5. by   gillbee1
    Originally posted by DougRN:
    I'm just about to graduate from an LPN/RN transiton program. (I never worked as an LPN, just went from school to school) I understand that our 'real' education begins with our first job but, I'm apprehensive to say the least! I don't feel like I have much in the way of clinical skills just a head full of theory. We are only given one day a week clinical and I continually remind a new instructor that I'm the guy without the basic skills. But, I still need lots of practice with everything! I suspect that I'm not alone in feeling that way but I'm in a class of well experienced LPN's who can work circles around me in clinical! I'm not afraid to say I don't know something and will always ask. I don't know other 'non-experienced' nurses and would like to hear some thoughts and opinions. My plan is to go to a Tele unit, once I have my license in hand, for a year, and then try to move on to a specialty. I don't want med surg and feel like I can get a great variety of experience in Tele as well as some good critical skills to build on. Does this sound right? What should I ask for in the way of orientation and preceptor as far as length of time? What's normal for the 'green GN '? Thanks for any help and advice.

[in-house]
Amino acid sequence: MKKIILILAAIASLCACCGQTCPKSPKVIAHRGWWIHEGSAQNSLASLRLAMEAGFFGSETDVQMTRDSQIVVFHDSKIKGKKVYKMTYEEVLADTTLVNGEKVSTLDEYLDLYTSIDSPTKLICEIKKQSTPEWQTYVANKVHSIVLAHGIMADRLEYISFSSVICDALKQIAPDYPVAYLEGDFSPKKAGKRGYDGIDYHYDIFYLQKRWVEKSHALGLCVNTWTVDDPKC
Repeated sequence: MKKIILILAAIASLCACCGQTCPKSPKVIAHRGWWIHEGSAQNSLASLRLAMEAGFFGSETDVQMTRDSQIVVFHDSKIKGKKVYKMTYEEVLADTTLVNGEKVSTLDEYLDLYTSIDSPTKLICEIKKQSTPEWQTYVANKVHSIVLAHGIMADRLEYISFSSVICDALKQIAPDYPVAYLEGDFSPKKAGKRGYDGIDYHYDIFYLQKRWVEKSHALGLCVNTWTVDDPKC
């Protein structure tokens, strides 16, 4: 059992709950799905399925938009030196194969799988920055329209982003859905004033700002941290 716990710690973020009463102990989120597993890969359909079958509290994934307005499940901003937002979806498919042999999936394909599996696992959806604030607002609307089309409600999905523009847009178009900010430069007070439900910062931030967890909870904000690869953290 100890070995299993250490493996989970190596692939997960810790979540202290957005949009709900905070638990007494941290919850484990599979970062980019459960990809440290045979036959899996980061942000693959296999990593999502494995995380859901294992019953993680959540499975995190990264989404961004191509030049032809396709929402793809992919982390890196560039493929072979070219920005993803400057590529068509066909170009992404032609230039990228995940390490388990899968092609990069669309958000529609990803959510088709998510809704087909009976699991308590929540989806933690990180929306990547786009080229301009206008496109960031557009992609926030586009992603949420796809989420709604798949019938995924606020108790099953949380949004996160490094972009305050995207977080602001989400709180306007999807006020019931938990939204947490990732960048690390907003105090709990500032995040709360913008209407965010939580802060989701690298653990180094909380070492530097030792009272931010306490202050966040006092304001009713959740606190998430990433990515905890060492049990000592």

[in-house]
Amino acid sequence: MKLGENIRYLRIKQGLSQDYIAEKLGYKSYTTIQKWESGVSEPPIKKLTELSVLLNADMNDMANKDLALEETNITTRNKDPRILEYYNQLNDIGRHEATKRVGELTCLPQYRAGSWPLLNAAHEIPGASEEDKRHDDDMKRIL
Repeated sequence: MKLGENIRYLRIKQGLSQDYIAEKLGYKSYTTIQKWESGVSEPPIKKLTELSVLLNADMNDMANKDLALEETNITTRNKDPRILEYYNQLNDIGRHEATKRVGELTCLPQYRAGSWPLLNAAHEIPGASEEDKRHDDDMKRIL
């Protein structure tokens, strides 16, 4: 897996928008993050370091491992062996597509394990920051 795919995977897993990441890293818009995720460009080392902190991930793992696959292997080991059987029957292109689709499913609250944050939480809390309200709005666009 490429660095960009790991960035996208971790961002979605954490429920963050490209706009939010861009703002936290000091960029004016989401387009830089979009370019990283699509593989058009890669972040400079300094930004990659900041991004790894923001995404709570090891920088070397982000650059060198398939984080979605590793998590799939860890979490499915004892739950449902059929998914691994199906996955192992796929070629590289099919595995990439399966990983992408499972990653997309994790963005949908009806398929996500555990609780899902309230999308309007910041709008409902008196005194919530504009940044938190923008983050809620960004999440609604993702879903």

Doug, my advice would be to shop around for the hospital with the best orientation and one that is not suffering from a shortage of nurses.(If there is such a place) That way you have a better chance at a positive experience and greater teaching opportunities.
  6. by   Tim-GNP
    The experience will come in time. Nursing skills require practice-- give yourself some time. No matter what you do in nursing [that is, if you ever advance to an administrative position], make sure you do SOMETHING to keep your basic nursing skills. Because remember, nursing skills, statistics & fish all have one thing in common...

    --none keep well if not used.
  7. by   theboss
    i would begin on medsurg to learn and sharpen your skills. theres nothing better than hands on experience..except time. if you arent comfortable with your skills i wouldnt start in a tele unit to get your feet wet..but no matter where you decide to start when you get out there, i would encourage you to find someone you feel you can learn from and start soaking up the knowledge, ask alot of questions have them show you everything you are unsure about and just jump in there...the reason i say medsurg is in some hospitols this could include peds,postop,cardiac,general medsurg,variety is good. no matter what they have on the floor its good to get your feet wet there...good luck !!!dont worry to much theres always a great nurse at every hosp. to show you the ropes!!!
  8. by   laurasc
    Doug, I agree with everyone else that said it...start with Med/Surg. I worked 3 or 4 years in a general surgery floor then moved on to med/surg ICU and am now in Peds. To this day, I still use the skills I learned on the gen surg floor. It's a great training ground and believe me, you won't regret it.

    Laura